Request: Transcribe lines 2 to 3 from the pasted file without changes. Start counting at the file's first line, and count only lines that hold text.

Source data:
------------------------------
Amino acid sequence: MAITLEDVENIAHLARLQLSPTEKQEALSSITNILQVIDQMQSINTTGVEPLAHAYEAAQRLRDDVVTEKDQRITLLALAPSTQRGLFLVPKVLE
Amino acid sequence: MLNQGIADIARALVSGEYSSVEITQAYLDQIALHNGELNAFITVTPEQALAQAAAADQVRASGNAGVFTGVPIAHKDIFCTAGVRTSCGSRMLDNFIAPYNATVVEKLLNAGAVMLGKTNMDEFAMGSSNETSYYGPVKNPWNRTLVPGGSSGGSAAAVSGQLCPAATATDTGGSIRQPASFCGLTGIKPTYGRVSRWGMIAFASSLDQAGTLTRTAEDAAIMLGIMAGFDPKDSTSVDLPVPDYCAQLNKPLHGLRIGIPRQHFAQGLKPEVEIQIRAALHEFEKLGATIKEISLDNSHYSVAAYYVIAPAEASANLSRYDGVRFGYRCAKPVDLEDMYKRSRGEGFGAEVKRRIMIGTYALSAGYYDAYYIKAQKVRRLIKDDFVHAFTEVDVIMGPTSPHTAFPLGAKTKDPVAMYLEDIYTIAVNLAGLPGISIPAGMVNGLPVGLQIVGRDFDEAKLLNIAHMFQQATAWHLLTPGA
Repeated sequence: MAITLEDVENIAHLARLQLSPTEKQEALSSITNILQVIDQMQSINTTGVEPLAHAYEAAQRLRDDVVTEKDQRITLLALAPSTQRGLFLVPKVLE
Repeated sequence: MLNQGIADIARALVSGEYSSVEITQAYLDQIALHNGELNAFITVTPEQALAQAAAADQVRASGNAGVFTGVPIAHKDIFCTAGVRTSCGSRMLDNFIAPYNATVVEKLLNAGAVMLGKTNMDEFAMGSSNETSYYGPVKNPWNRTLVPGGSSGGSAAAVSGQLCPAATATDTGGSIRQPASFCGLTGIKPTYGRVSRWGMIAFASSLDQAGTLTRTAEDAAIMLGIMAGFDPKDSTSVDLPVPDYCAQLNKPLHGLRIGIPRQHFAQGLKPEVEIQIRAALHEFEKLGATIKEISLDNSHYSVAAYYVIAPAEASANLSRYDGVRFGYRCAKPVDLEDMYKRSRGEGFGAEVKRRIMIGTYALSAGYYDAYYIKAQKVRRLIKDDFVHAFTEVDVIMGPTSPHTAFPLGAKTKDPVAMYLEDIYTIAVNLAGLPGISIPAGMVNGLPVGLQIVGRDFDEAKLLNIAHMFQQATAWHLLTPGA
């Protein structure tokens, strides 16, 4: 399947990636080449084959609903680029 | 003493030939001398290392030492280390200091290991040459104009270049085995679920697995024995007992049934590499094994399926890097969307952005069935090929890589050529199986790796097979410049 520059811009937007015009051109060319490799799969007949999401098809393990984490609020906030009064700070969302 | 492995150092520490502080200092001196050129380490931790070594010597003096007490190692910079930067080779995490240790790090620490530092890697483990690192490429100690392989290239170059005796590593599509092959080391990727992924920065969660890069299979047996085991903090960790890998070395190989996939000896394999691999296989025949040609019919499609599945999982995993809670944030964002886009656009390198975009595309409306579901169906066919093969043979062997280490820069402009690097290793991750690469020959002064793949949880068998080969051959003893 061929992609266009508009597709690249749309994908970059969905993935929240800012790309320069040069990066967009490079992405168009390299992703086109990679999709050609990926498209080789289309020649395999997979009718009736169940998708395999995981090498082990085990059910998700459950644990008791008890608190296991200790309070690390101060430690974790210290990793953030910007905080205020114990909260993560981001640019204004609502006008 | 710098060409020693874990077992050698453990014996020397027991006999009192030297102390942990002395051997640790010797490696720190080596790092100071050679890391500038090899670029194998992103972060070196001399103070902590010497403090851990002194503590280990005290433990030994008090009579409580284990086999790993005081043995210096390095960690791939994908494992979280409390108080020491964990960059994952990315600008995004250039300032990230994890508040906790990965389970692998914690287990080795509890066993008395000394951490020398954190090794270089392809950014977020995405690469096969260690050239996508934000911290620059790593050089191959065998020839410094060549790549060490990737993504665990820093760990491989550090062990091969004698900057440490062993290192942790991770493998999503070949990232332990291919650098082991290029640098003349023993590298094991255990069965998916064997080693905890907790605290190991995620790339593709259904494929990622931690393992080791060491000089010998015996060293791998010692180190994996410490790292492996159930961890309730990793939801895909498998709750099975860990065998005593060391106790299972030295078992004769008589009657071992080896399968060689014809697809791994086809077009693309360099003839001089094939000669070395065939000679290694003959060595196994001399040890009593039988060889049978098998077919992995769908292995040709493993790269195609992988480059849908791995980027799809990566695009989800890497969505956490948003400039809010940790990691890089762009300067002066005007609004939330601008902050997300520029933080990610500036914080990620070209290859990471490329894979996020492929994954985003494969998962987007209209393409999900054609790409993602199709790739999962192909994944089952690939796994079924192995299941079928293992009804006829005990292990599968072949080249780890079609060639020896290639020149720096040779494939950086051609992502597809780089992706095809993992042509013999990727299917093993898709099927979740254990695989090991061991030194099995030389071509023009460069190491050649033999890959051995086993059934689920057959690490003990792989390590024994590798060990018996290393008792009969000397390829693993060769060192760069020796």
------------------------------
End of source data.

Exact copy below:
Amino acid sequence: MLNQGIADIARALVSGEYSSVEITQAYLDQIALHNGELNAFITVTPEQALAQAAAADQVRASGNAGVFTGVPIAHKDIFCTAGVRTSCGSRMLDNFIAPYNATVVEKLLNAGAVMLGKTNMDEFAMGSSNETSYYGPVKNPWNRTLVPGGSSGGSAAAVSGQLCPAATATDTGGSIRQPASFCGLTGIKPTYGRVSRWGMIAFASSLDQAGTLTRTAEDAAIMLGIMAGFDPKDSTSVDLPVPDYCAQLNKPLHGLRIGIPRQHFAQGLKPEVEIQIRAALHEFEKLGATIKEISLDNSHYSVAAYYVIAPAEASANLSRYDGVRFGYRCAKPVDLEDMYKRSRGEGFGAEVKRRIMIGTYALSAGYYDAYYIKAQKVRRLIKDDFVHAFTEVDVIMGPTSPHTAFPLGAKTKDPVAMYLEDIYTIAVNLAGLPGISIPAGMVNGLPVGLQIVGRDFDEAKLLNIAHMFQQATAWHLLTPGA
Repeated sequence: MAITLEDVENIAHLARLQLSPTEKQEALSSITNILQVIDQMQSINTTGVEPLAHAYEAAQRLRDDVVTEKDQRITLLALAPSTQRGLFLVPKVLE